In January 2002 the European Parliament and the Council determined the general principles and requirements of food law (Reg. (EC) 178/2002). The General food law aims to provide a framework to ensure a coherent approach in the development of food legislation. In this context a risk analyses principle is included by Regulation (EC) 178/2002. This principle has been divided into three interrelated components (risk assessment, risk management and risk communication).
Regulation (EC) 178/2002 extends the definition of food companies and with this of product responsibility. According to this regulation “‘food business’ means any undertaking (…) carrying out any of the activities related to any stage of production, processing and distribution of food”. In relation to this definition “’food business operator’ means the natural or legal persons responsible for ensuring that the requirements of food law are met within the food business under their control”. Similar requirements have been defined for feed production. If a hazard occurs in relation with food or feed, every actor of the production chain has to prove that he has not caused it.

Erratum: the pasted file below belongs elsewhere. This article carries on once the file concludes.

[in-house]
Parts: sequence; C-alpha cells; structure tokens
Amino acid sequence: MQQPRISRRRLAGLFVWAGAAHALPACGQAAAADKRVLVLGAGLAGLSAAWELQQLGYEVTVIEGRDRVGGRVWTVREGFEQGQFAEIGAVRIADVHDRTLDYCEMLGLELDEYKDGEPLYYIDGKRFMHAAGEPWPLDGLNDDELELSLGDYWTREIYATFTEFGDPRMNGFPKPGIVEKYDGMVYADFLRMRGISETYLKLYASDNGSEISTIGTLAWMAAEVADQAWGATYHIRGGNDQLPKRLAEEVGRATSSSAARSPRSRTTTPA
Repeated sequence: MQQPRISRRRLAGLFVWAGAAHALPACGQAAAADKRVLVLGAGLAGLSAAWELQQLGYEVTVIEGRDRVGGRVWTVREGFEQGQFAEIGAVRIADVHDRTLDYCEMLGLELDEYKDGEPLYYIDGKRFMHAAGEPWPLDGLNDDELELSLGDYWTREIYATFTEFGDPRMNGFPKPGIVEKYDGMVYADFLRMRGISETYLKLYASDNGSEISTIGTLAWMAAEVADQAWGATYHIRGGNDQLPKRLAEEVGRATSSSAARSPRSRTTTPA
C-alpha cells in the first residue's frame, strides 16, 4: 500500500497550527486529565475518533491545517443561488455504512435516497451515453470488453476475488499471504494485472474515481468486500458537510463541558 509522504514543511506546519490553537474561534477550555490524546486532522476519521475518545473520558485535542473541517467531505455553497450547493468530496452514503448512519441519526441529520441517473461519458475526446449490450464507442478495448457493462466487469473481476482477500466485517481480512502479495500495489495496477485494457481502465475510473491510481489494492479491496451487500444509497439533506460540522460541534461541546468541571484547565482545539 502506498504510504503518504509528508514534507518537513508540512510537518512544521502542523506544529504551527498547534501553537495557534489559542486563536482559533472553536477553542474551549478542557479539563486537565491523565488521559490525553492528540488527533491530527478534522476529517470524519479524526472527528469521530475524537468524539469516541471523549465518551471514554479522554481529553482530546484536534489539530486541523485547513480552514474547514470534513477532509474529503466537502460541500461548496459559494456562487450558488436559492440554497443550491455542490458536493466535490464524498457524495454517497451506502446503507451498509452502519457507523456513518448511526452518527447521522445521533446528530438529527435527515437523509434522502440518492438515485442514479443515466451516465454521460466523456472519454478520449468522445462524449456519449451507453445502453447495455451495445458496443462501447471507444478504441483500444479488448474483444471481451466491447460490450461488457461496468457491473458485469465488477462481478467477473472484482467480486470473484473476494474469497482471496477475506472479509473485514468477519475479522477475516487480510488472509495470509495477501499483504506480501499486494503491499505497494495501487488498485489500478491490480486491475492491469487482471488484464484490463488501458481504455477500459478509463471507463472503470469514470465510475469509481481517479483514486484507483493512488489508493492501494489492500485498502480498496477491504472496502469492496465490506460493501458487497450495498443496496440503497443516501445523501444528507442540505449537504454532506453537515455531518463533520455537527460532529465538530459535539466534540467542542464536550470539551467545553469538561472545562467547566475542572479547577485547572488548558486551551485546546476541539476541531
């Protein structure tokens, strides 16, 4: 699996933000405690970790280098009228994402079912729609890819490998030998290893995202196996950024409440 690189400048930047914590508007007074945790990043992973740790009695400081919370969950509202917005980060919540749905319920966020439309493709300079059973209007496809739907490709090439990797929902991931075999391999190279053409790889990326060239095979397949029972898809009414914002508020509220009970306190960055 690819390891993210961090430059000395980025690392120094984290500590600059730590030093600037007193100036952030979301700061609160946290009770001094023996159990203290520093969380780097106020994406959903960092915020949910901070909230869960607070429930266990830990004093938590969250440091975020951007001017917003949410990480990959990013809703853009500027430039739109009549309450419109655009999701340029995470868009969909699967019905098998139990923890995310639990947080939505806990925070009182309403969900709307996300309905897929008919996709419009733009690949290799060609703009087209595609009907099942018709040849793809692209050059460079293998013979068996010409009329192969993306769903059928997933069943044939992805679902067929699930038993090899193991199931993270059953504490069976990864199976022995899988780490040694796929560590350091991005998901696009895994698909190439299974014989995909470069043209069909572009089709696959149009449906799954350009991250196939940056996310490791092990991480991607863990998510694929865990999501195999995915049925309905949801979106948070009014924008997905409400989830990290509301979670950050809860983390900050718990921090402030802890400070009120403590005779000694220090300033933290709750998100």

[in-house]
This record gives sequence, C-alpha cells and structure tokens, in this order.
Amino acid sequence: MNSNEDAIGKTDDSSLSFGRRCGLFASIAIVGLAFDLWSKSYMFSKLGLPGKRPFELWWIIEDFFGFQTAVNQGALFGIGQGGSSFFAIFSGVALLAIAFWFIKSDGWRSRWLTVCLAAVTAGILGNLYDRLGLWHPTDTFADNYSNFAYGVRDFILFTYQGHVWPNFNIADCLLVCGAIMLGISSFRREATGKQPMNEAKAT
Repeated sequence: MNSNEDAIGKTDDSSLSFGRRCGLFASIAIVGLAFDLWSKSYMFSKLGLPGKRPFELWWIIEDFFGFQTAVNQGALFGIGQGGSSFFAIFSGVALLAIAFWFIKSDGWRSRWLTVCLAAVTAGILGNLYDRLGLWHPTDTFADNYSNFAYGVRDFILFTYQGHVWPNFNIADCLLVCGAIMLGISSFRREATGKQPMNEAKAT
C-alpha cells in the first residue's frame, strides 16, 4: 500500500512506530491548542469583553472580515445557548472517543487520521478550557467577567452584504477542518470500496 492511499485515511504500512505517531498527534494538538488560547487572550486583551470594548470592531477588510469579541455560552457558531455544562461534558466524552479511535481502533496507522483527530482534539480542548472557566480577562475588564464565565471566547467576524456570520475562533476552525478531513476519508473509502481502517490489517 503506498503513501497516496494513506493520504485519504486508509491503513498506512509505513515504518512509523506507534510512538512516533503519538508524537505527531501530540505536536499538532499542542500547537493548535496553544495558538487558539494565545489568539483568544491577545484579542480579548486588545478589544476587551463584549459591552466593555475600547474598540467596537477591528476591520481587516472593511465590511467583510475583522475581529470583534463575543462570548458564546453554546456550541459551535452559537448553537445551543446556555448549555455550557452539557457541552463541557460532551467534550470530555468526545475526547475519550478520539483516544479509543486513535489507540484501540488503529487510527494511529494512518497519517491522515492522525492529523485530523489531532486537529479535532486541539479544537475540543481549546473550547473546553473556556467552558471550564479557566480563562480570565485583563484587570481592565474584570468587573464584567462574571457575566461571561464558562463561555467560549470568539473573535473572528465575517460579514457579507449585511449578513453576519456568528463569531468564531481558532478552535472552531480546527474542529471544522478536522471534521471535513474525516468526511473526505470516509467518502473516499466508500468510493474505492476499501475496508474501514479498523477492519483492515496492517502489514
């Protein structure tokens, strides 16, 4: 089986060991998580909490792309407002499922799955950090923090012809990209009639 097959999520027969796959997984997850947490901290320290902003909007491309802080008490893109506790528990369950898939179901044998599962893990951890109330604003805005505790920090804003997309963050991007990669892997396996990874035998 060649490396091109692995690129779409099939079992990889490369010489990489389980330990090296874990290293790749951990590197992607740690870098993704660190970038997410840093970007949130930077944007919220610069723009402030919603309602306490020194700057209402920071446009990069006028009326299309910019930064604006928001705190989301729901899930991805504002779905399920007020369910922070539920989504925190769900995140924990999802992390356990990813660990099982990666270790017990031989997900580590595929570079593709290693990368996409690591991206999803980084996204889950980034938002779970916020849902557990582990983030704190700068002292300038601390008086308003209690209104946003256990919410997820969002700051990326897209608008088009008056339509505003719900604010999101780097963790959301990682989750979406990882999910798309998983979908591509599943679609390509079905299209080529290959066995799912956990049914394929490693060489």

In 2004 the EU-hygiene package was added to the General food law:
(Source: Com(2009) 403)
EU regulation 852 requires HACCP – Hazard Analysis and Critical Control Points for all food producers. The primary process has to comply with annex A of 852, which does not completely cover HACCP. Locally, though, private systems may have adopted the HACCP principles.